I was wondering today if I have writers block. I have time to write, and yet I don’t. I re-read and re-edit my manuscript over and over again. I do endless research on publishing, agents, ebooks, and other writers blogs etc to try and gauge where I am at. But when I really want to just sit down and get the words flowing again and come up with something new, I struggle. Is it because I feel that if I start on the sequal when I don’t know that the first one is finished will I waste work? I started book number 2 last year and 40,000 words into it, decided I needed to seriously rework book no. 1.

Looking back, even though the first book is better now, I could have easily just abandoned it and started with something new. I see a lot of writers, who seem to strike better luck on book no. 2 or 3. But still I really like the story and I think that I’m not done with it. I think it has potential and this leads me back to my initial question…do I have writers block? Why can’t I move on, start something new?

I have come to the conclusion that no…I don’t have writers block. I am constantly writing in my head. At this stage book number 2 is stewing in my cranium and so is the background stories for all the characters and the worlds in which they come from. I’m constantly writing in my journal and drawing diagrams of what my creatures look like and I would love time to do more of this, but I guess it is just a slow process. The story is extremely complex and needs time to evolve.

Now in my research today I had another revelation.

I have been doing a whole lot of reading about e-books and self publishing. At first I was skeptical of this process, simply because of what we all grow up learning. We are told that only a really special and great quality book that is chosen by publishers will make it to publication. It is very hard to get published and it is an extremely competitive industry. I was not daunted by this, since the publishing industry seems similar to the film industry in this regard and I seemed to have cracked into that reasonably well. So I didn’t think too much more about self publishing and thought I would use it as a last resort.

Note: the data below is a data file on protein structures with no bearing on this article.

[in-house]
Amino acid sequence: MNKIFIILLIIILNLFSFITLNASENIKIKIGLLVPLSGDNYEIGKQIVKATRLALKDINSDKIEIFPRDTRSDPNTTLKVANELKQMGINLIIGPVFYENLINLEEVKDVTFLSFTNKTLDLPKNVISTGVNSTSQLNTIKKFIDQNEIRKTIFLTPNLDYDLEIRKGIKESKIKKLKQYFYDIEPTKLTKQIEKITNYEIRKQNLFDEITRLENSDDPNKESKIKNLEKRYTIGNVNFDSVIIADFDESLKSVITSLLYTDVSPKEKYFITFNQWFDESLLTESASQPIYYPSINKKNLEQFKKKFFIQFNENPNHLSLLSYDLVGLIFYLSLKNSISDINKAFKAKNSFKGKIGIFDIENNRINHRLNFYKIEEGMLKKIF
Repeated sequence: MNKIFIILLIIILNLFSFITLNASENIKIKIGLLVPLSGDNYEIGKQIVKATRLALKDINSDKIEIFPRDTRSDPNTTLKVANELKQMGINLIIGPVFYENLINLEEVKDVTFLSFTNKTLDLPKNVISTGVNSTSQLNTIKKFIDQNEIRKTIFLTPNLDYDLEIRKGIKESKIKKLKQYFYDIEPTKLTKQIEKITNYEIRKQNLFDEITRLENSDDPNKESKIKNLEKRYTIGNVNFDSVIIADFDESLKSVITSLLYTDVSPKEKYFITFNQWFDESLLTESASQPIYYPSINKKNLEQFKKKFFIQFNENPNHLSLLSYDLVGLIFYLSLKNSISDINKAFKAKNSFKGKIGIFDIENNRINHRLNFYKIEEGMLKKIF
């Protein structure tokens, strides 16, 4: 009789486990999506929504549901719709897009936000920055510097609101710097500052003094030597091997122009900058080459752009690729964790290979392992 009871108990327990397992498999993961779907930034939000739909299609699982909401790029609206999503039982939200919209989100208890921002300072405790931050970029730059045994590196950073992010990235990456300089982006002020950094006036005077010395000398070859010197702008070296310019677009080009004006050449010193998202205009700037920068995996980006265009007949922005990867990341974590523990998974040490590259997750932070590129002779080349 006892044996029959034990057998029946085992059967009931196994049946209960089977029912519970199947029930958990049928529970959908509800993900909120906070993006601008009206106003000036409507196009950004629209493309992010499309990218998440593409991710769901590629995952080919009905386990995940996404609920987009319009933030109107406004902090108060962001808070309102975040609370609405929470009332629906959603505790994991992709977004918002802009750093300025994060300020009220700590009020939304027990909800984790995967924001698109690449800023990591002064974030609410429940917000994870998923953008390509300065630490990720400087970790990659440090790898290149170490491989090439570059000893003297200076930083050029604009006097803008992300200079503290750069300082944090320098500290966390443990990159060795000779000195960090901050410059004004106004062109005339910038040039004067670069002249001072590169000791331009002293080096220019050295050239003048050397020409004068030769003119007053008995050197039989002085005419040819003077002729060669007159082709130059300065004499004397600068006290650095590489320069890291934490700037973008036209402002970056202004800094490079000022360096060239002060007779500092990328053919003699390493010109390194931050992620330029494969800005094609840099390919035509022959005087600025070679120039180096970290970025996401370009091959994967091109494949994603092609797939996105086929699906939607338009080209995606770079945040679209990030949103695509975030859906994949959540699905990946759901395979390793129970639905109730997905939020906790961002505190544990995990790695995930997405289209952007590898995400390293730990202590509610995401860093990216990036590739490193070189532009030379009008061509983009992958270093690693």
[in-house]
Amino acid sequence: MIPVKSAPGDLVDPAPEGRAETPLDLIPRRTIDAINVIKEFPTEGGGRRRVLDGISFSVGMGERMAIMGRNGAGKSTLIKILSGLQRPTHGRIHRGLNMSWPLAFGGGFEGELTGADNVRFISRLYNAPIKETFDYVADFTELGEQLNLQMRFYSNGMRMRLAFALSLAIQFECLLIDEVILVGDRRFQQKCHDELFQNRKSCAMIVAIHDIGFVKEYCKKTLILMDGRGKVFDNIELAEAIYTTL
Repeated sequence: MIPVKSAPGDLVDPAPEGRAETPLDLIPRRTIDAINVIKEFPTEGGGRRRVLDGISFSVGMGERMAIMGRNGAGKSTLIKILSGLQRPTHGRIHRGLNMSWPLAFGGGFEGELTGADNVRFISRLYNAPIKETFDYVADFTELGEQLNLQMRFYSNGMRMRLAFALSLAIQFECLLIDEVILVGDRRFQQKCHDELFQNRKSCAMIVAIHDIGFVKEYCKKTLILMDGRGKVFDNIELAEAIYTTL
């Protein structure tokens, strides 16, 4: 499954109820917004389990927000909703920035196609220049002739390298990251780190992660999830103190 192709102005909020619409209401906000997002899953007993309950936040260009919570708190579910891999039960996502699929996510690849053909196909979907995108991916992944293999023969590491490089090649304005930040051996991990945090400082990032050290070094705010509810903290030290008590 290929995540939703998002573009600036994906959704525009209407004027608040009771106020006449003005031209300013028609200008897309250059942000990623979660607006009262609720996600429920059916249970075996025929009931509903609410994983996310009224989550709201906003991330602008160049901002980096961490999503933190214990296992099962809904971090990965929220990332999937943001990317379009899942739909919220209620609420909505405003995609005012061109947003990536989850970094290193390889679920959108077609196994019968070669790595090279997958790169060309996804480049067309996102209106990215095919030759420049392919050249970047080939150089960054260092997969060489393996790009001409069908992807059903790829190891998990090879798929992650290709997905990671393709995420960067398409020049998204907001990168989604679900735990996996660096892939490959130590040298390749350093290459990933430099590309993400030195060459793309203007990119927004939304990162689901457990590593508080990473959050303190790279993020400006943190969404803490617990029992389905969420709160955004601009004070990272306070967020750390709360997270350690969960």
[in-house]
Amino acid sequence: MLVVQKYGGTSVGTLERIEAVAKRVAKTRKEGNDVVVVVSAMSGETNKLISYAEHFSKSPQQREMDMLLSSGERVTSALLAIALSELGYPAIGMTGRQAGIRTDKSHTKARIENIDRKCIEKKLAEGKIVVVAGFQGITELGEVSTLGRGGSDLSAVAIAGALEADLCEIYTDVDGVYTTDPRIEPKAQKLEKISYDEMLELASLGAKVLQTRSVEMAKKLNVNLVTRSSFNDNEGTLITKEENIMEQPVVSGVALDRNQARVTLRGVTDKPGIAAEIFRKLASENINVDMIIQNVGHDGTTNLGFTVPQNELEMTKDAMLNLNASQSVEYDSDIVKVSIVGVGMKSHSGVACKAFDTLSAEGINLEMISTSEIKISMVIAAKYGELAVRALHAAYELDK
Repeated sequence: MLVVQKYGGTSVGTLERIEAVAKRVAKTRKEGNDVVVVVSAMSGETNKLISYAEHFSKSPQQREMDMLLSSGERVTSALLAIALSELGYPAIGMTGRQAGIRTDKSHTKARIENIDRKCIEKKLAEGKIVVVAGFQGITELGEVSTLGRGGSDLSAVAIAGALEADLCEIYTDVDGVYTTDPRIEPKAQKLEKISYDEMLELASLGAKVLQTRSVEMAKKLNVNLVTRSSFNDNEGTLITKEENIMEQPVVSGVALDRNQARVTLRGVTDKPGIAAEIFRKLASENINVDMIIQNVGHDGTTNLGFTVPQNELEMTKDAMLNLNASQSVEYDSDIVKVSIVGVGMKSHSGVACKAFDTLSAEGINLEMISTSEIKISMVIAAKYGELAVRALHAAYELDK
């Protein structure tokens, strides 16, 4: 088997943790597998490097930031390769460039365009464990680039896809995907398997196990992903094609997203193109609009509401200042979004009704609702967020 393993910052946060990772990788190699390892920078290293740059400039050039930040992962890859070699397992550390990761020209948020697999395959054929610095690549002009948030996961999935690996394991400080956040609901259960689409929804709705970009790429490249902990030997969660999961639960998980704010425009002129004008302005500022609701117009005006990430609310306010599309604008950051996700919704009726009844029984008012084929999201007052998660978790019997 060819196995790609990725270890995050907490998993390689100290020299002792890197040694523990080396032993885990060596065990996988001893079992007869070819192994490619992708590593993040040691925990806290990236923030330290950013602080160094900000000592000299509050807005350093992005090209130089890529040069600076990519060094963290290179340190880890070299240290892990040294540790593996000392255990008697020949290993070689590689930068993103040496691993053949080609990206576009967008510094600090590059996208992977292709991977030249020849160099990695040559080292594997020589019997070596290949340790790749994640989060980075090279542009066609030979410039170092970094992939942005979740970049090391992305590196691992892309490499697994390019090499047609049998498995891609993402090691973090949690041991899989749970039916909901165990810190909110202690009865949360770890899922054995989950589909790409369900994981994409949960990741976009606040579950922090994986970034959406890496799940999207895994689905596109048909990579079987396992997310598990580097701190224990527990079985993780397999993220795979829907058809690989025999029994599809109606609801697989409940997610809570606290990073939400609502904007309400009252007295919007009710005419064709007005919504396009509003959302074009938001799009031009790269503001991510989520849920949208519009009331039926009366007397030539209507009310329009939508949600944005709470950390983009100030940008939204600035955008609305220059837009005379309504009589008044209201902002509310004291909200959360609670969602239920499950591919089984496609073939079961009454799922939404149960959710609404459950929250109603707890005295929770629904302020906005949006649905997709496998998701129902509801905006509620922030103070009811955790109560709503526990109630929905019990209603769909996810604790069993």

However, after hearing about different people’s experiences with self publishing on Amazon etc, I have decided that the publishing industry and the protocols associated with getting published is also very similar to the music industry and the challenges associated with getting signed to a record label. Now, back when I was an aspiring muso and guitarist, I came to the conclusion that there is no WAY that people working for the record labels could possibly anticipate what is really going to sell any more than they possibly find everyone who has real talent and deserves a career in music. You just have to listen to the top charting musicians to see this. So often I hear people say stuff like ‘that guy I saw playing at the pub last year was way more talented than (insert random famous musician name here)’ etc.

Public opinion is really hard to predict and at the end of the day, the indie label band sometimes has way more street cred/ artistic integrity and soul than a lot of the music being churned out through traditional paths. Now, this is not to say that I think the literary professionals in publishing are churning anything. I think that the level of quality that is maintained in printed work by writers is an essential part of our human history and culture and I hope it never is abandoned.

The only reason I draw a parallel to the music industry is that I made the same realisation that, just because someone has to do it on their own steam and through an independent pathway, doesn’t mean it is a cop out, a lazy option or a last resort AT ALL. In fact, sometimes it is the best option to reach the audience that is looking for the art that a writer has to release. Some work just can’t fit into a predictable mold, or has to remake/ reshape or reinvent old genres to make them work for new ideas. Now is a very exciting time for humanity, there is so much more opportunity than ever before to let people choose, promote, finance and build their own career than ever before.